Shoe safety checklist
Time to put away those winter boots and bring out the shoes and sandals...Read more
Shoe safety checklist
Spring Has Sprung! Time to put away those winter boots and bring out the shoes and sandals. Be sure to check them over before you put them back into service for the season.
Here is what to look for:
- Check out the bottom of the shoe; check the condition of the treads, a sole that is worn flat will give very little traction on hard or wet surfaces. Look at the heel of the shoe, is it worn down or on an angle? Heels in this condition may cause a trip or sprain.
- Check where the fabric or leather of the shoe joins with the sole on the outside of the shoe, be sure the seams are holding well and the upper is firmly attached to the sole. Torn seams can rub your foot, causing blisters or callouses. In the case of sandals, be sure all the straps are in good condition and the fastener is in working order.
- Feel the inside of the shoe. Do you feel indents where your toes go? Check the insole, when the insole is flattened by the weight of your foot it loses its ability to act as a shock absorber. If possible, remove the insole and examine the inside of the shoe. Worn areas in the insole can cause callousing and sores on your feet. Worn or broken areas under the insole and indents in this part of the shoe means you need to replace the shoe. If the shoe under the insole is in good condition you may consider just replacing the insole.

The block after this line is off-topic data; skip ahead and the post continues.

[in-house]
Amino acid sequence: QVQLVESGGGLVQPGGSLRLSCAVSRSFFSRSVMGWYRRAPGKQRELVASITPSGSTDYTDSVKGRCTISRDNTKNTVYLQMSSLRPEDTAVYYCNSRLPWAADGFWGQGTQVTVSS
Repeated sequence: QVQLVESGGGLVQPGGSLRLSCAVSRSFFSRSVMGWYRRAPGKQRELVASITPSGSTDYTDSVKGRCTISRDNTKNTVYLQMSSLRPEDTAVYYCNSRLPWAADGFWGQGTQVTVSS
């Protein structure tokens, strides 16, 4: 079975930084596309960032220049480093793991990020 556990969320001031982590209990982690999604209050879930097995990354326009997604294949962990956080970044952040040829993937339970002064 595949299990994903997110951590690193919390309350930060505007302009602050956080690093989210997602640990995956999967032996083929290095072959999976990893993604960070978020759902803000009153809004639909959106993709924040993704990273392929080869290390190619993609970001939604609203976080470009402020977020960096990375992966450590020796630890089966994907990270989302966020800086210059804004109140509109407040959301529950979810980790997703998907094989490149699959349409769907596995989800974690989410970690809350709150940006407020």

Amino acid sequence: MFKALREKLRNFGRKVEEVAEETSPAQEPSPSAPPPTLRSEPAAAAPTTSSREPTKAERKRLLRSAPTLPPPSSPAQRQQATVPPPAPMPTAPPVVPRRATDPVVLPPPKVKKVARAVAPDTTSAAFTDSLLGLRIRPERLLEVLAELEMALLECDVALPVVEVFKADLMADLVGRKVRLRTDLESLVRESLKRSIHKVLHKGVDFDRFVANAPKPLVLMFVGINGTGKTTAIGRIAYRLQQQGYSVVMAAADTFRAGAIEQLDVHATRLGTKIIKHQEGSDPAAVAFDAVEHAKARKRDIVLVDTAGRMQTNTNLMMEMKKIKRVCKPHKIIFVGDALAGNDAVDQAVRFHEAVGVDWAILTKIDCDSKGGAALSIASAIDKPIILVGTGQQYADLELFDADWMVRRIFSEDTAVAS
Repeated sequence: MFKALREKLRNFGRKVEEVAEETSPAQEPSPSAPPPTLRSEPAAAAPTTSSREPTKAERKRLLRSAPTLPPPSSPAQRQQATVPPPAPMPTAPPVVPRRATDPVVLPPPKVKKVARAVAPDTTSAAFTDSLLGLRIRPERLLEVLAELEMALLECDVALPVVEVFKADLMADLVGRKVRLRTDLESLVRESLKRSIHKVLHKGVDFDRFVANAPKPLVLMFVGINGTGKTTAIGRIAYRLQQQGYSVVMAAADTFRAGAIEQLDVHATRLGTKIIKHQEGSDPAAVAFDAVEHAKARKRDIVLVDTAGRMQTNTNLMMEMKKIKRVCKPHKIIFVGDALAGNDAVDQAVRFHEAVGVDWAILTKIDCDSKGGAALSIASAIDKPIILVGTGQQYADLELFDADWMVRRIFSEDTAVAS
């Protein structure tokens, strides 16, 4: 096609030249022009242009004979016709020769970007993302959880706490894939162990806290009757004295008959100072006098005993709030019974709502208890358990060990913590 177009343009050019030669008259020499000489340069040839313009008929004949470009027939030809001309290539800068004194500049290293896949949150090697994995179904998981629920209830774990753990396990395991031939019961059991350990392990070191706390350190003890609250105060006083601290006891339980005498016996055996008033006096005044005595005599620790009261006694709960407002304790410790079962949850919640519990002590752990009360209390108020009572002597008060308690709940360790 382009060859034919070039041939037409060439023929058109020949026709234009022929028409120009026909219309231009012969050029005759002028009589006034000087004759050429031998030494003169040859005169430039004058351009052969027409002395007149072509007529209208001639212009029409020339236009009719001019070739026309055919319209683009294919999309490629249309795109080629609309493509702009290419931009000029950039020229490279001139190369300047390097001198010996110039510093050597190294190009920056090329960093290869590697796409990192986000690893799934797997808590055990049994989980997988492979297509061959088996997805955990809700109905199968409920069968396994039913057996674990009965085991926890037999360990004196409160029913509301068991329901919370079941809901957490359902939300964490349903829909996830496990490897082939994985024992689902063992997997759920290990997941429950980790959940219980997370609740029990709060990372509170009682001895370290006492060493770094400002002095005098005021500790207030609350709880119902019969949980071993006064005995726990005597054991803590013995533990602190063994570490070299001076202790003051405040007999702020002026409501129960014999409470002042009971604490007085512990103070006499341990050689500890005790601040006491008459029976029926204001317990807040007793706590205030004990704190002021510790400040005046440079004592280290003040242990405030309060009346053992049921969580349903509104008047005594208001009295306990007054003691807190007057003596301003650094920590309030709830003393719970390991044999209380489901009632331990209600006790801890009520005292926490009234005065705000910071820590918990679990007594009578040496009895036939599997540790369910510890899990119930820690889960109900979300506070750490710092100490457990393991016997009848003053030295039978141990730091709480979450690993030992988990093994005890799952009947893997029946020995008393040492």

- Next feel around the inside of the shoe, from the heel to the toe on both sides of the shoe with special attention to the inside seams. Worn, torn or rough spots are often the cause of callouses and blisters.
- Be sure you wear the right footwear for the activity you are doing. Taking a walk? Take the time to put on socks and lace up your runners. Socks will help prevent blisters and runners provide much more support and stability than sandals.
Who Can Benefit From Nursing Foot Care?
People from all walks of life can benefit, we all depend on our feet to keep us mobile. People who spend long hours on their feet could benefit from a relaxing foot care treatment and suggestions for improved foot health and comfort. Ongoing foot care maintenance is important for those with poor eyesight, diseases such as poor circulation, stroke, dementia, arthritis, joint problems, foot pain or other conditions that prevent people from being able to care safely for their own feet.
Consultation and Assessment
Professional foot care begins with a thorough nursing assessment of the client's feet and includes a health questionnaire and visual inspection. Our Foot Care Nurses are trained in Advanced and Diabetic Foot Care, we are able to care for specific foot care problems such as corns, calluses, ingrown toe nails, thickened and hard to cut nails, cracked heels, and fungal nails. After assessing your feet, we will design a personalized foot care program specific to your needs. We can also offer suggestions for keeping your feet more comfortable between visits.
Diabetic Foot Care
Ongoing foot care is extremely important for people with diabetes. Some of the effects of the disease increase the risk of foot problems and also increase the likelihood of complications. Regular assessment and proper diabetic foot care can decrease the risk of serious foot problems.